Maize stem borer colonization, establishment and crop damage levels in a maize-leucaena agroforestry system in Kenya
Spence, R. J.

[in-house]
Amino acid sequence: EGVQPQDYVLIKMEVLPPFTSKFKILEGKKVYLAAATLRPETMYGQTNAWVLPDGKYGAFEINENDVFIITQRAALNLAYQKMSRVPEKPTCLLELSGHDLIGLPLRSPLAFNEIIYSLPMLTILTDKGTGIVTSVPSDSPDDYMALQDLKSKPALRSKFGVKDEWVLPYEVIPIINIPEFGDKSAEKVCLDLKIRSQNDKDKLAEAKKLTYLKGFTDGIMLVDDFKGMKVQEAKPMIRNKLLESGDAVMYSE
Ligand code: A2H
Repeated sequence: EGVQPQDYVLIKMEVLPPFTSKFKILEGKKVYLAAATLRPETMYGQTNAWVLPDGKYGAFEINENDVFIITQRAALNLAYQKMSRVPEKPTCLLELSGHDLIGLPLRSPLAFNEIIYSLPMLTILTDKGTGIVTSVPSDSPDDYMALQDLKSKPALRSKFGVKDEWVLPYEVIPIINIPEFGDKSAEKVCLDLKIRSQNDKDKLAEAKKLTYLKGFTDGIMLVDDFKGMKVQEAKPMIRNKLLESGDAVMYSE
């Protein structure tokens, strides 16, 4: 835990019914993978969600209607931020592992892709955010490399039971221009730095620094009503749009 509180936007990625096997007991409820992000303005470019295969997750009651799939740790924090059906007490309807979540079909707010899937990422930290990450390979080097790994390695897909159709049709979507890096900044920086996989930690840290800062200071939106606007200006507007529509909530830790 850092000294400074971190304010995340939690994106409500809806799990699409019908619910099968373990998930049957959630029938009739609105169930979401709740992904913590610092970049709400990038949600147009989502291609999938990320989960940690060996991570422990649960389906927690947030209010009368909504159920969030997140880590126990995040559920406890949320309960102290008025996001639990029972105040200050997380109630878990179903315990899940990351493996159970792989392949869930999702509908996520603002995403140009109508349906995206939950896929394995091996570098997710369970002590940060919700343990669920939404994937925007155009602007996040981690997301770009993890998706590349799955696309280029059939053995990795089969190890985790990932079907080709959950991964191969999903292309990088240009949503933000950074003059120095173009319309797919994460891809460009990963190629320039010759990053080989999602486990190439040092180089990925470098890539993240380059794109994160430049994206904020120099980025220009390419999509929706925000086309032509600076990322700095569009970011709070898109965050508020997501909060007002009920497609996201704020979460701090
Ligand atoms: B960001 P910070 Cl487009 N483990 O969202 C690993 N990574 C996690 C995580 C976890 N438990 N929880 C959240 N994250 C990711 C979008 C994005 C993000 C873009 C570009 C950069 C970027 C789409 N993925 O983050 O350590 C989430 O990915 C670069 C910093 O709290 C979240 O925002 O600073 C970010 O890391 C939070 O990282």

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The effect of resource concentration on the population of stem-borers of maize in the maize-leucaena agroforestry system was evaluated. The studies covered six cropping seasons from October 1992 to August 1995, and were conducted at Mtwapa and Amoyo in coastal and western Kenya, respectively. Treatments included monocropped and intercropped (maize, leucaena) plots, weeded and unweeded plots, mulched and unmulched plots, and three spacing (1.5, 2.25 and 3.0 m) regimes for leucaena hedgerows. Maize was interplanted at the onset of the rainy season. Abundance of adult and larval/pupal stages of maize stem borers, oviposition preference, foliar damage, borer entry/exit holes, maize plant mortality and stem breakage because of borer damage were significantly greater in the maize monocrop than in the maize-leucaena intercrops. The reduced pest numbers were associated with reduced yield loss per plant, and the 3.0 m leucaena hedgerow spacing plots yielded more than the maize monocropped plots despite having 25% fewer initial maize plants.